Butternut Squash Nutrition Facts

Calories, Carbs, and Health Benefits of Butternut Squash

butternut squash nutrition facts and health benefits
Verywell / Alexandra Shytsman

Butternut squash is a type of winter squash native to the Americas. Technically a fruit, it has long been utilized as a complete source of vegan protein by native populations when also paired with corn and beans. Together, the three are referred to as "The Three Sisters" and are a common sight in autumn.

Butternut squash makes a great addition to many sweet and savory dishes alike. It is a potent source of vitamin C and other nutrients. A high-carbohydrate food, it nevertheless has a low glycemic index. 

Nutrition Facts

The following nutrition information is provided by the USDA for 1 cup (205g) of cubed, cooked butternut squash without fat or salt.

  • Calories: 82
  • Fat: 0.2g
  • Sodium: 8mg
  • Carbohydrates: 21.5g
  • Fiber: 6.6g
  • Sugars: 4g
  • Protein: 1.8g

Carbs in Butternut Squash

Butternut squash is a good source of dietary fiber, providing you with more than 25 percent of your daily needs. It is full of healthy, complex carbohydrates and has a low glycemic index of just 51, making it a filling option that most can regularly incorporate into meals.

Fats in Butternut Squash

Butternut squash is a great choice for people on low-fat diets, containing almost no fat whatsoever. 

Protein in Butternut Squash

Butternut squash makes for a filling vegan protein. The seeds, dried or roasted, also contain protein and can serve as a very filling, nutrient-dense snack. 

Micronutrients in Butternut Squash

Butternut squash is a source of 9 percent of your daily recommended amount of vitamin A. It is also a source of thiamin, pyridoxine, calcium, potassium, magnesium, and manganese.

Vitamin A is essential for proper organ function and optimal vision. The B-vitamins thiamin and pyridoxine help your body convert nutrients into energy. Calcium and potassium are important for muscle function. Magnesium and manganese are needed for the various chemical reactions in your body.

Health Benefits

Butternut squash is an excellent source of vitamin C, containing 87 percent of the recommended daily amount in just one cup. Vitamin C is necessary to the production of collagen, the main protein in your skin, as well as for the production of certain neurotransmitters. Vitamin C may have a therapeutic role to play against neurodegenerative diseases involving high levels of oxidative stress.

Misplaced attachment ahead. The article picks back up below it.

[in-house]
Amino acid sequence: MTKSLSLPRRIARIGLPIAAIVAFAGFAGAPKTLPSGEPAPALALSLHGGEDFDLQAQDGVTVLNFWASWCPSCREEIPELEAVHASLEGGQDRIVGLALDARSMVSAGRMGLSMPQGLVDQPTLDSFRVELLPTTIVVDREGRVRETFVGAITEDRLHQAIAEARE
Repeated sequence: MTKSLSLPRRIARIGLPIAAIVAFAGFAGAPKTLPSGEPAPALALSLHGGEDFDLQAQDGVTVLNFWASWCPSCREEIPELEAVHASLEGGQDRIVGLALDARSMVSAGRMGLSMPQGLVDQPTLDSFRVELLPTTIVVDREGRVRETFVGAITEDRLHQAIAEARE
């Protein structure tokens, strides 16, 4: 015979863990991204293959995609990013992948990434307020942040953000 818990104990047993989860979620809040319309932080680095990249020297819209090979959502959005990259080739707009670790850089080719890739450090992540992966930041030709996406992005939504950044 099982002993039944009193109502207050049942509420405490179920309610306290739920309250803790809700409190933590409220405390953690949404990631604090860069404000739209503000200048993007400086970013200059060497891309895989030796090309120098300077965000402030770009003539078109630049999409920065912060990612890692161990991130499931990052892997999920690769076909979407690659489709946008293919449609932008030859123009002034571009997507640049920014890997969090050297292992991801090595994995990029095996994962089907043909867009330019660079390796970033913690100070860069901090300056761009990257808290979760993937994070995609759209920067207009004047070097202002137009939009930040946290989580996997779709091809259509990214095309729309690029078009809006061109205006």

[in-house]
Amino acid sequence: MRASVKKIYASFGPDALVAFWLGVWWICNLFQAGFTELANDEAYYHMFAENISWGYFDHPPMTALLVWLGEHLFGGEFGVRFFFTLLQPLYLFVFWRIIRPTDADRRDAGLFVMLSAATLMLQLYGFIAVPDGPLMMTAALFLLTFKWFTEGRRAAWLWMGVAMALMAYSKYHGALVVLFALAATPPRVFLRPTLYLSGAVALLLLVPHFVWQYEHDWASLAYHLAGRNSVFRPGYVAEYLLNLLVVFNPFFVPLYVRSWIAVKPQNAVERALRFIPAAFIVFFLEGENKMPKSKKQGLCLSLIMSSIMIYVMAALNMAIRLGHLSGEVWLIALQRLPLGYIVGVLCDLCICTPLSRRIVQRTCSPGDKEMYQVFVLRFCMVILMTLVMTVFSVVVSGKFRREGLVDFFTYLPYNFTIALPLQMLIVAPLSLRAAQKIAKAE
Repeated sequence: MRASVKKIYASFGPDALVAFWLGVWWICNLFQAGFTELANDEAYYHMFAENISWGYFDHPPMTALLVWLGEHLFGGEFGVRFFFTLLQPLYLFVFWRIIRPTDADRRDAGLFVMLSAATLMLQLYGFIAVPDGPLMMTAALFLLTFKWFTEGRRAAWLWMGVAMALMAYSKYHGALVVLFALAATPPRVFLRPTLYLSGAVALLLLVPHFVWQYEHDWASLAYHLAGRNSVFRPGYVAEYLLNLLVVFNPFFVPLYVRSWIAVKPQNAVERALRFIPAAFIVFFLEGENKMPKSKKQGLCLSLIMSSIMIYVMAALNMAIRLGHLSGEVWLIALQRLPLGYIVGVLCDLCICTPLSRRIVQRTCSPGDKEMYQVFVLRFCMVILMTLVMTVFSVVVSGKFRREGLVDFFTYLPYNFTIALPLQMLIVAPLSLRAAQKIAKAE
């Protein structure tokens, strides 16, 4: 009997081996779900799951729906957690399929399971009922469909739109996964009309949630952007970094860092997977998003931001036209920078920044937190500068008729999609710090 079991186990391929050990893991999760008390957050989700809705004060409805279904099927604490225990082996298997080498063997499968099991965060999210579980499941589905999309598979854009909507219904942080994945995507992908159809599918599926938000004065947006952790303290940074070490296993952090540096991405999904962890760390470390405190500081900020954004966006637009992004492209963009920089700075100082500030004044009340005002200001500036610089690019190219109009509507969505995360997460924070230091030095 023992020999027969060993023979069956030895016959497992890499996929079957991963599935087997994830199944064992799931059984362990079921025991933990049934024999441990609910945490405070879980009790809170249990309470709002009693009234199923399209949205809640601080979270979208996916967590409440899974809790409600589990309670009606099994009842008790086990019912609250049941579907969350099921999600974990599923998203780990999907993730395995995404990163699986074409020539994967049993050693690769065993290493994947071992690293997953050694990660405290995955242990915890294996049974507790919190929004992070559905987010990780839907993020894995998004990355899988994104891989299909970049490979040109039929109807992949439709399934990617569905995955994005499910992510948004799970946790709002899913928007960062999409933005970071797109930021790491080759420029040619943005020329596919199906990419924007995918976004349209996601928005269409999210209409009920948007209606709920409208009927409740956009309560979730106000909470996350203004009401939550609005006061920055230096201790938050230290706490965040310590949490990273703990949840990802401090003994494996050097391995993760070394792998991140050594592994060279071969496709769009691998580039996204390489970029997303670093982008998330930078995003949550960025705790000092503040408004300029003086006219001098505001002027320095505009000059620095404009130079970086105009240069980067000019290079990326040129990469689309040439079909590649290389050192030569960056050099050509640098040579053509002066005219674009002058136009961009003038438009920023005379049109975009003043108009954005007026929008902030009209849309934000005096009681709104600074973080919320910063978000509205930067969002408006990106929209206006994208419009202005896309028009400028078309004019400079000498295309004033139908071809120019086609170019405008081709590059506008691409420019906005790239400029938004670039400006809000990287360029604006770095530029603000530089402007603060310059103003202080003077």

Squash has been found to be helpful in reducing the risk of heart disease and hypertension because of the anti-inflammatory actions of its polyphenolic compounds. 

One cup of butternut squash contains 39 percent of your daily recommended amount of iron, a mineral that is essential for cognitive development. Iron supplementation can reduce anemia, a factor in maternal and neonatal deaths worldwide. 

Common Questions

Can I eat butternut squash skin? 

It is better not to eat the skin, as it is hard and unpleasant. Butternut squash can be a pain to peel, so opt to cook it with the skin on. The meat will more easily fall away afterward.

Can I eat butternut squash raw? 

You can, but cooking the squash can increase its nutritional value and soften the flesh, making it easier to consume and digest. Because squash takes on many different flavors, it is tastier when cooked.

Recipes and Preparation Tips 

Butternut squash can be roasted, baked, puréed, or sautéed. You can also mash or steam it and add it to soups, stews, and chili, or stuff squash with whole grains or legumes for a nutrient- and protein-packed vegetarian meal option.

Here are a couple of great recipes to try:

Baking butternut squash with some unsaturated fat, such as grapeseed or canola oil (they have higher smoke points than other options), can enhance the absorption of vitamin A. This roasting technique will caramelize butternut squash's natural sugar for better flavor.

Allergies and Interactions 

There is a known butternut squash allergy leading to contact dermatitis of the hands that affects some people when they peel and cut up the squash. If you know you have this sensitivity, wear gloves during preparation. 

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